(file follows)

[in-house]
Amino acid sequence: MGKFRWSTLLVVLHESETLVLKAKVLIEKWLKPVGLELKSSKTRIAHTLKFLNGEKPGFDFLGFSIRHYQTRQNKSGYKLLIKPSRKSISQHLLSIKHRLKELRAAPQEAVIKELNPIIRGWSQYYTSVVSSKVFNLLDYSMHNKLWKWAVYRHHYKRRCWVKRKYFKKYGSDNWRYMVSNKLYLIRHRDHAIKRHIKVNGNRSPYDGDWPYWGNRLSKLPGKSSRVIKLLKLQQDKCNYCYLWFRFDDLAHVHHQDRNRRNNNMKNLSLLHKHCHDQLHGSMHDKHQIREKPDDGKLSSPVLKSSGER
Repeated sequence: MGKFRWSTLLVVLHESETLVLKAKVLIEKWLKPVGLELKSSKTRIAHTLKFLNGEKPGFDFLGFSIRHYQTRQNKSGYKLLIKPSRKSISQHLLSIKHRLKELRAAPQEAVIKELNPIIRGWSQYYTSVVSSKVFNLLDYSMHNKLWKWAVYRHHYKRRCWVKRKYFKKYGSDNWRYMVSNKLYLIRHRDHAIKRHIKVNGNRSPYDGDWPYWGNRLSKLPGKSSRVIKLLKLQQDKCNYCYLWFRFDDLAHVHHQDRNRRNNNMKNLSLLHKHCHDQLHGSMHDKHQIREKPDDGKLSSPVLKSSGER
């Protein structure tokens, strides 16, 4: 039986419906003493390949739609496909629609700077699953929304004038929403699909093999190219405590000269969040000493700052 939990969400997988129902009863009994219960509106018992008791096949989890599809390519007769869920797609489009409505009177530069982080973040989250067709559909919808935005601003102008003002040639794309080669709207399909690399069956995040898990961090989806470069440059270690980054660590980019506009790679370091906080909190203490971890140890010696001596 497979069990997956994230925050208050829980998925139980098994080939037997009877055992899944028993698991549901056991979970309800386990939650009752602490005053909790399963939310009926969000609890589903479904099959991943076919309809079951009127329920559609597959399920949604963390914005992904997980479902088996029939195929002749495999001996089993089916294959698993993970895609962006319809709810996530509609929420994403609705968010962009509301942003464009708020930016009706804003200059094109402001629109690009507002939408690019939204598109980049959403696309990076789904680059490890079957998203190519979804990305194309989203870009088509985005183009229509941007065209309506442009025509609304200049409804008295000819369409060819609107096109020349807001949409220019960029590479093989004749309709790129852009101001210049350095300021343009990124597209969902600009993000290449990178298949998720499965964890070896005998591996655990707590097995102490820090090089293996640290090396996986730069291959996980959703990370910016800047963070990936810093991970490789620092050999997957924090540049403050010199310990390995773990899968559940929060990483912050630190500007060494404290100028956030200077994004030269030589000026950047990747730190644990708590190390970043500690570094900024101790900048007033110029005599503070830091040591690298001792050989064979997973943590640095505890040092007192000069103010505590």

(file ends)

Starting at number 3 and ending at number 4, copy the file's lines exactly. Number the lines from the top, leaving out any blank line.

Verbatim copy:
Repeated sequence: MGKFRWSTLLVVLHESETLVLKAKVLIEKWLKPVGLELKSSKTRIAHTLKFLNGEKPGFDFLGFSIRHYQTRQNKSGYKLLIKPSRKSISQHLLSIKHRLKELRAAPQEAVIKELNPIIRGWSQYYTSVVSSKVFNLLDYSMHNKLWKWAVYRHHYKRRCWVKRKYFKKYGSDNWRYMVSNKLYLIRHRDHAIKRHIKVNGNRSPYDGDWPYWGNRLSKLPGKSSRVIKLLKLQQDKCNYCYLWFRFDDLAHVHHQDRNRRNNNMKNLSLLHKHCHDQLHGSMHDKHQIREKPDDGKLSSPVLKSSGER
């Protein structure tokens, strides 16, 4: 039986419906003493390949739609496909629609700077699953929304004038929403699909093999190219405590000269969040000493700052 939990969400997988129902009863009994219960509106018992008791096949989890599809390519007769869920797609489009409505009177530069982080973040989250067709559909919808935005601003102008003002040639794309080669709207399909690399069956995040898990961090989806470069440059270690980054660590980019506009790679370091906080909190203490971890140890010696001596 497979069990997956994230925050208050829980998925139980098994080939037997009877055992899944028993698991549901056991979970309800386990939650009752602490005053909790399963939310009926969000609890589903479904099959991943076919309809079951009127329920559609597959399920949604963390914005992904997980479902088996029939195929002749495999001996089993089916294959698993993970895609962006319809709810996530509609929420994403609705968010962009509301942003464009708020930016009706804003200059094109402001629109690009507002939408690019939204598109980049959403696309990076789904680059490890079957998203190519979804990305194309989203870009088509985005183009229509941007065209309506442009025509609304200049409804008295000819369409060819609107096109020349807001949409220019960029590479093989004749309709790129852009101001210049350095300021343009990124597209969902600009993000290449990178298949998720499965964890070896005998591996655990707590097995102490820090090089293996640290090396996986730069291959996980959703990370910016800047963070990936810093991970490789620092050999997957924090540049403050010199310990390995773990899968559940929060990483912050630190500007060494404290100028956030200077994004030269030589000026950047990747730190644990708590190390970043500690570094900024101790900048007033110029005599503070830091040591690298001792050989064979997973943590640095505890040092007192000069103010505590």